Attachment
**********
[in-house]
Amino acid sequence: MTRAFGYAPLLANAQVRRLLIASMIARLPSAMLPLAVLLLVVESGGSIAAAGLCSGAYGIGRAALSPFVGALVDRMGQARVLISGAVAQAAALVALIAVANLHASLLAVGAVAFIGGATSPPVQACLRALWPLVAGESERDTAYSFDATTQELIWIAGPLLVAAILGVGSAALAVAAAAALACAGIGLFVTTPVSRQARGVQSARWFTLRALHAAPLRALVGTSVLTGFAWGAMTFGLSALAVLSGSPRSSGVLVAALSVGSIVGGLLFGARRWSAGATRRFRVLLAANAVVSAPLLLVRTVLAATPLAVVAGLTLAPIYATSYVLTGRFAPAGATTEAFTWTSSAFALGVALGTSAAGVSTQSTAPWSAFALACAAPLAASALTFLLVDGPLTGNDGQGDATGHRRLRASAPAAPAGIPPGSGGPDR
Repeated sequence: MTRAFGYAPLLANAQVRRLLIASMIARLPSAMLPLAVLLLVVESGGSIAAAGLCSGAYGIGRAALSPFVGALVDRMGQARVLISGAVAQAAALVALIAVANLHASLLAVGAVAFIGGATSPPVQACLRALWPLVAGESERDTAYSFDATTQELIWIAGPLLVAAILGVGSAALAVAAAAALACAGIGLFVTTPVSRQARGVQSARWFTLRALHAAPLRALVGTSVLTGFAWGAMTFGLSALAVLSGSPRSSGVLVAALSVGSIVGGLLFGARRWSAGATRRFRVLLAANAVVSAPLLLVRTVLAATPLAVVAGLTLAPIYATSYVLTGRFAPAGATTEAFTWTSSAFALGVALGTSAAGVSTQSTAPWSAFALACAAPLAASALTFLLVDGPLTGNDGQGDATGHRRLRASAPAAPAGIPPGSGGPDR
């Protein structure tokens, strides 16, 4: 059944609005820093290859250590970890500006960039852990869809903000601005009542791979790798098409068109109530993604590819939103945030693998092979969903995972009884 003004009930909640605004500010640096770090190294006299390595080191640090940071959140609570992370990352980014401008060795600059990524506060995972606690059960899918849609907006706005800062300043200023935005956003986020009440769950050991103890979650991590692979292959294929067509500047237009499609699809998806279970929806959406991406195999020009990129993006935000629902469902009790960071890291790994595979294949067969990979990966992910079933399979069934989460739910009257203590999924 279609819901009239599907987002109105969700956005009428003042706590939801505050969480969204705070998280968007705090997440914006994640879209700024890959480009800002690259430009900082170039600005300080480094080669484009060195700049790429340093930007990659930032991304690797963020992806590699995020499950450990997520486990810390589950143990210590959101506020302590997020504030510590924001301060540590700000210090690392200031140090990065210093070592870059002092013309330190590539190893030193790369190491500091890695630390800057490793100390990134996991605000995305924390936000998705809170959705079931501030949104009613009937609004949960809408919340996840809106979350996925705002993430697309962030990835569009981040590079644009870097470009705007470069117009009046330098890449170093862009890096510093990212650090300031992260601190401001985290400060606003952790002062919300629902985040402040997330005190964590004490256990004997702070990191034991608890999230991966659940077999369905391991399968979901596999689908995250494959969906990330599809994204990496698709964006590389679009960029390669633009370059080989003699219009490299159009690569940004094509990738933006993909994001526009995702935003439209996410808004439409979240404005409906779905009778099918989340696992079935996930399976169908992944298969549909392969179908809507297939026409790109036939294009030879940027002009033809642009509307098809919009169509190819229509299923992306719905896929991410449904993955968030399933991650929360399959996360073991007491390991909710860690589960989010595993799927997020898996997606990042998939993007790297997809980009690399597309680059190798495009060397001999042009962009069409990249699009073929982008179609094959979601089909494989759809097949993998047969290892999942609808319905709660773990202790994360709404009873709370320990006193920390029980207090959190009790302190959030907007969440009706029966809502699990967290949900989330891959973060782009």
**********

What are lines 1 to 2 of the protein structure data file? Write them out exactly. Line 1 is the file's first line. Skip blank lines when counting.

[in-house]
Amino acid sequence: MTRAFGYAPLLANAQVRRLLIASMIARLPSAMLPLAVLLLVVESGGSIAAAGLCSGAYGIGRAALSPFVGALVDRMGQARVLISGAVAQAAALVALIAVANLHASLLAVGAVAFIGGATSPPVQACLRALWPLVAGESERDTAYSFDATTQELIWIAGPLLVAAILGVGSAALAVAAAAALACAGIGLFVTTPVSRQARGVQSARWFTLRALHAAPLRALVGTSVLTGFAWGAMTFGLSALAVLSGSPRSSGVLVAALSVGSIVGGLLFGARRWSAGATRRFRVLLAANAVVSAPLLLVRTVLAATPLAVVAGLTLAPIYATSYVLTGRFAPAGATTEAFTWTSSAFALGVALGTSAAGVSTQSTAPWSAFALACAAPLAASALTFLLVDGPLTGNDGQGDATGHRRLRASAPAAPAGIPPGSGGPDR